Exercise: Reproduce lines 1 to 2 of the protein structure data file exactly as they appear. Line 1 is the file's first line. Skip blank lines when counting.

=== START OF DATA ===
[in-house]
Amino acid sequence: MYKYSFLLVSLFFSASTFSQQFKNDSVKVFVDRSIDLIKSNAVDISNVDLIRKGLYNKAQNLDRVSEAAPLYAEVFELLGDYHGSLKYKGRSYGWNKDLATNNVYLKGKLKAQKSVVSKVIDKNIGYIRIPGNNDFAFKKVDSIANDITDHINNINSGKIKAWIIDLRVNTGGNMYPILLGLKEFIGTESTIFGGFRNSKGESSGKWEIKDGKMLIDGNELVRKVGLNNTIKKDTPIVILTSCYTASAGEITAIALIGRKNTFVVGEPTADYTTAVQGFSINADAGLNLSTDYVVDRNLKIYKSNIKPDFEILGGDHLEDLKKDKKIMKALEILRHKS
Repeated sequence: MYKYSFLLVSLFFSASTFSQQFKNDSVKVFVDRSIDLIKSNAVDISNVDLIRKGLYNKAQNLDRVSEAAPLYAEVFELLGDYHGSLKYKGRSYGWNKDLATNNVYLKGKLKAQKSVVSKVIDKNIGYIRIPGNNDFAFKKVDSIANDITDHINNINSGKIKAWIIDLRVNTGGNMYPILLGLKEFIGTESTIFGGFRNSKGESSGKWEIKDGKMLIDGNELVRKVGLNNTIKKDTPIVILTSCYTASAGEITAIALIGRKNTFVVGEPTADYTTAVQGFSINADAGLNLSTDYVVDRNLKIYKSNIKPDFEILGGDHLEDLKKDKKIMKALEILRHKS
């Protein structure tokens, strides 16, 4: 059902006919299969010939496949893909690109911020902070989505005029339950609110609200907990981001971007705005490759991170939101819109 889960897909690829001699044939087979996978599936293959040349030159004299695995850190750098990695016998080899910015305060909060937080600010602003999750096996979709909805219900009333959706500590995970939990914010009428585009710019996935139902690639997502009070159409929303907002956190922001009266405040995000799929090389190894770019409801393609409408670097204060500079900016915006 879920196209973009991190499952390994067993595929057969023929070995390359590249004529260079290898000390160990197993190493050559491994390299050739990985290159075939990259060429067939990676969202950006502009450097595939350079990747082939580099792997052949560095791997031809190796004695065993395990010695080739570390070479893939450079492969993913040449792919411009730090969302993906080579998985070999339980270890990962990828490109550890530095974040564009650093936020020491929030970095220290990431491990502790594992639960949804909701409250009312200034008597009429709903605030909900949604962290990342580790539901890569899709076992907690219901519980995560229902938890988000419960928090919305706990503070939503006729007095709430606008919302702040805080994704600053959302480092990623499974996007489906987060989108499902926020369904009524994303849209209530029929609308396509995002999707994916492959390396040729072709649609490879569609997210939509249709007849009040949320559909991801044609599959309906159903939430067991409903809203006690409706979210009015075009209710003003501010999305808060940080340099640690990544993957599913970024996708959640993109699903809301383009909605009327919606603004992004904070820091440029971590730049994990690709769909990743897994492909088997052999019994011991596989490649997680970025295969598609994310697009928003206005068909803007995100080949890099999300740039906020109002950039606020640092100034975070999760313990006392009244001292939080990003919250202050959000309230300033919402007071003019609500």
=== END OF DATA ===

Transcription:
[in-house]
Amino acid sequence: MYKYSFLLVSLFFSASTFSQQFKNDSVKVFVDRSIDLIKSNAVDISNVDLIRKGLYNKAQNLDRVSEAAPLYAEVFELLGDYHGSLKYKGRSYGWNKDLATNNVYLKGKLKAQKSVVSKVIDKNIGYIRIPGNNDFAFKKVDSIANDITDHINNINSGKIKAWIIDLRVNTGGNMYPILLGLKEFIGTESTIFGGFRNSKGESSGKWEIKDGKMLIDGNELVRKVGLNNTIKKDTPIVILTSCYTASAGEITAIALIGRKNTFVVGEPTADYTTAVQGFSINADAGLNLSTDYVVDRNLKIYKSNIKPDFEILGGDHLEDLKKDKKIMKALEILRHKS